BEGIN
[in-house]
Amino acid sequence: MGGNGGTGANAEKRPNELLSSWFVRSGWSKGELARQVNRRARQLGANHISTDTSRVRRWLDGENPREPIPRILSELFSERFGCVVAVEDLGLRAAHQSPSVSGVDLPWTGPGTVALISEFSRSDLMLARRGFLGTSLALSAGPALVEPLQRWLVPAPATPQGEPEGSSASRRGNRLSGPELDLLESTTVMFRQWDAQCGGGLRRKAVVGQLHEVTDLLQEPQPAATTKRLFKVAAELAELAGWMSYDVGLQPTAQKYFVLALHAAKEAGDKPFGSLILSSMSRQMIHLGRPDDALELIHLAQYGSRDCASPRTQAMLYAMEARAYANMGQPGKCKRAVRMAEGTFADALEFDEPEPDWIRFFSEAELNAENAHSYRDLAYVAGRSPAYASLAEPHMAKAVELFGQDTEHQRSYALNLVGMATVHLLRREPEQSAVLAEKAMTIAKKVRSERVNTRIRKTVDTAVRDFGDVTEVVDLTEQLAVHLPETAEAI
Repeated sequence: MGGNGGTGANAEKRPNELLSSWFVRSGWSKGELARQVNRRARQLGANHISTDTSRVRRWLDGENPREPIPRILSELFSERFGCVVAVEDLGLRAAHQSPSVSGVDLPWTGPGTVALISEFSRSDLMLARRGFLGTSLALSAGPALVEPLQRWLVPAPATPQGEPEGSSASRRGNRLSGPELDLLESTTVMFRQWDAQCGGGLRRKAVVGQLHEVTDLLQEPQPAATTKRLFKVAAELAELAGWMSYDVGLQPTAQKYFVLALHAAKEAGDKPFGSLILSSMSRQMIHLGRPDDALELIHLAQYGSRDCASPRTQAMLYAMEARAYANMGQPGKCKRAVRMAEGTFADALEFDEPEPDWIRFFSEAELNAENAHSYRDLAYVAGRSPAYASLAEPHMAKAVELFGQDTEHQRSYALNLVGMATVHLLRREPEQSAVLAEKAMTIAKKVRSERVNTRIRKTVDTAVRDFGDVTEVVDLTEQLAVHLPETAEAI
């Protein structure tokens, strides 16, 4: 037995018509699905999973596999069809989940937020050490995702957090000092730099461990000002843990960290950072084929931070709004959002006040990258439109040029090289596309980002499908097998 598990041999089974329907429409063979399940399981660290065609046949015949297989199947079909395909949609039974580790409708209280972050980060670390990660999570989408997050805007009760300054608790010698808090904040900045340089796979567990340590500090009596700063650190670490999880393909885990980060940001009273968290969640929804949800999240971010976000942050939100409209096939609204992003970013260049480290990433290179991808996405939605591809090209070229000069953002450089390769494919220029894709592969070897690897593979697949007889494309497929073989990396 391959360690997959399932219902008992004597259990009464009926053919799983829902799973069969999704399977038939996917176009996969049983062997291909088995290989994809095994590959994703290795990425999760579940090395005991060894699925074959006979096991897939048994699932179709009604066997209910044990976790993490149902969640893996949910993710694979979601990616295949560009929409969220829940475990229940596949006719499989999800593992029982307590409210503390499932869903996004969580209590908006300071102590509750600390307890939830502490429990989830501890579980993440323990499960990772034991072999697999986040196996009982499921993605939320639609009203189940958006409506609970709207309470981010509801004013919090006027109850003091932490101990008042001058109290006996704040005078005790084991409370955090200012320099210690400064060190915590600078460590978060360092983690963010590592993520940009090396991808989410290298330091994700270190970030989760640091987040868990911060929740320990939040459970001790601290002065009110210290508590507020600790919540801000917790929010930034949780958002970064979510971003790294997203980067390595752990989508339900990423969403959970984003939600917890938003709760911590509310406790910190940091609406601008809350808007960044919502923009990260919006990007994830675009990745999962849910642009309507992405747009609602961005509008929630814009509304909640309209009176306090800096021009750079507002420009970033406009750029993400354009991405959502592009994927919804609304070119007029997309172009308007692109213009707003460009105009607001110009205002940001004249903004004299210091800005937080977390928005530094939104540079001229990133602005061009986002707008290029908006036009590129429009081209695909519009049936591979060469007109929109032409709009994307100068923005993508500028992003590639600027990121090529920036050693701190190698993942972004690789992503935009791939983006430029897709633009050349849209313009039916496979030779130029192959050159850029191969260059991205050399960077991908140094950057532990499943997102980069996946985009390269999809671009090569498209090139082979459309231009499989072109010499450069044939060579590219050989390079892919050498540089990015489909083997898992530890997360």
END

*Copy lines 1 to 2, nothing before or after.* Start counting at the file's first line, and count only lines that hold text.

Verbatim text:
[in-house]
Amino acid sequence: MGGNGGTGANAEKRPNELLSSWFVRSGWSKGELARQVNRRARQLGANHISTDTSRVRRWLDGENPREPIPRILSELFSERFGCVVAVEDLGLRAAHQSPSVSGVDLPWTGPGTVALISEFSRSDLMLARRGFLGTSLALSAGPALVEPLQRWLVPAPATPQGEPEGSSASRRGNRLSGPELDLLESTTVMFRQWDAQCGGGLRRKAVVGQLHEVTDLLQEPQPAATTKRLFKVAAELAELAGWMSYDVGLQPTAQKYFVLALHAAKEAGDKPFGSLILSSMSRQMIHLGRPDDALELIHLAQYGSRDCASPRTQAMLYAMEARAYANMGQPGKCKRAVRMAEGTFADALEFDEPEPDWIRFFSEAELNAENAHSYRDLAYVAGRSPAYASLAEPHMAKAVELFGQDTEHQRSYALNLVGMATVHLLRREPEQSAVLAEKAMTIAKKVRSERVNTRIRKTVDTAVRDFGDVTEVVDLTEQLAVHLPETAEAI